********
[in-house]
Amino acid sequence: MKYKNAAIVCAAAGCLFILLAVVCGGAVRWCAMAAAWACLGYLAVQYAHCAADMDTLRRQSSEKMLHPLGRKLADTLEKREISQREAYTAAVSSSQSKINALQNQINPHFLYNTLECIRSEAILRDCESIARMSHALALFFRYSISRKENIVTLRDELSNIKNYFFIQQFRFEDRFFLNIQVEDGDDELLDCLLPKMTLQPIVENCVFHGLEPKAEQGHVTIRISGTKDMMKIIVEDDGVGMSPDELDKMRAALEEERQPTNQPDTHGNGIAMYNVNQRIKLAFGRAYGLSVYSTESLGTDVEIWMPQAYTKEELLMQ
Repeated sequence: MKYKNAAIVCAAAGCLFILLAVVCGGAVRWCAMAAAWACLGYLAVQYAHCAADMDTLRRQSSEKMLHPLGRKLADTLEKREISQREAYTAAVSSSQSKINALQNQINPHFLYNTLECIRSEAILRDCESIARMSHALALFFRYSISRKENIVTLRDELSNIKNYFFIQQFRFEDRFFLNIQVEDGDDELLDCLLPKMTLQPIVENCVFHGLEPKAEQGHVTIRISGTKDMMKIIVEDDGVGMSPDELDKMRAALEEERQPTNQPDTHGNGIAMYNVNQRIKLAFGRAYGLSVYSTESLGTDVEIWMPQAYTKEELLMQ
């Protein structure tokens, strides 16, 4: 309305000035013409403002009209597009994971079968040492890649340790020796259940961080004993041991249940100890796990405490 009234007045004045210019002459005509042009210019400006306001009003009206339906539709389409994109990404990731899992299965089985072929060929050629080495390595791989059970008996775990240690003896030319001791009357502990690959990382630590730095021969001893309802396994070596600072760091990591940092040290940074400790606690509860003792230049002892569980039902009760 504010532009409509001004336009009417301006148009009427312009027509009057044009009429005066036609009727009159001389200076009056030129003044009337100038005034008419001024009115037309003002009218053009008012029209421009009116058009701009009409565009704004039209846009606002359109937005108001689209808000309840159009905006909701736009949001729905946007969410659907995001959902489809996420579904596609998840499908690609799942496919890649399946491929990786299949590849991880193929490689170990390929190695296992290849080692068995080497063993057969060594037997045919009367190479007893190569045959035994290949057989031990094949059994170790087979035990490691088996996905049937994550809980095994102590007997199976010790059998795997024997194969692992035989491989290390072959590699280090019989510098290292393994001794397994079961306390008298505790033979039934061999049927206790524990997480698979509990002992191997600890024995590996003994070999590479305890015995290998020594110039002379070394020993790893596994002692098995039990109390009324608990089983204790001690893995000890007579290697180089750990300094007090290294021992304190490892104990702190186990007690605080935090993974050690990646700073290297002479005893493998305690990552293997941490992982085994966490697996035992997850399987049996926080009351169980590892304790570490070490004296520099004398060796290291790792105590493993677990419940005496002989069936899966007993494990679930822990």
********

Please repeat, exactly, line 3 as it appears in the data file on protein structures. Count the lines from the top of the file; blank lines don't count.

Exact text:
Repeated sequence: MKYKNAAIVCAAAGCLFILLAVVCGGAVRWCAMAAAWACLGYLAVQYAHCAADMDTLRRQSSEKMLHPLGRKLADTLEKREISQREAYTAAVSSSQSKINALQNQINPHFLYNTLECIRSEAILRDCESIARMSHALALFFRYSISRKENIVTLRDELSNIKNYFFIQQFRFEDRFFLNIQVEDGDDELLDCLLPKMTLQPIVENCVFHGLEPKAEQGHVTIRISGTKDMMKIIVEDDGVGMSPDELDKMRAALEEERQPTNQPDTHGNGIAMYNVNQRIKLAFGRAYGLSVYSTESLGTDVEIWMPQAYTKEELLMQ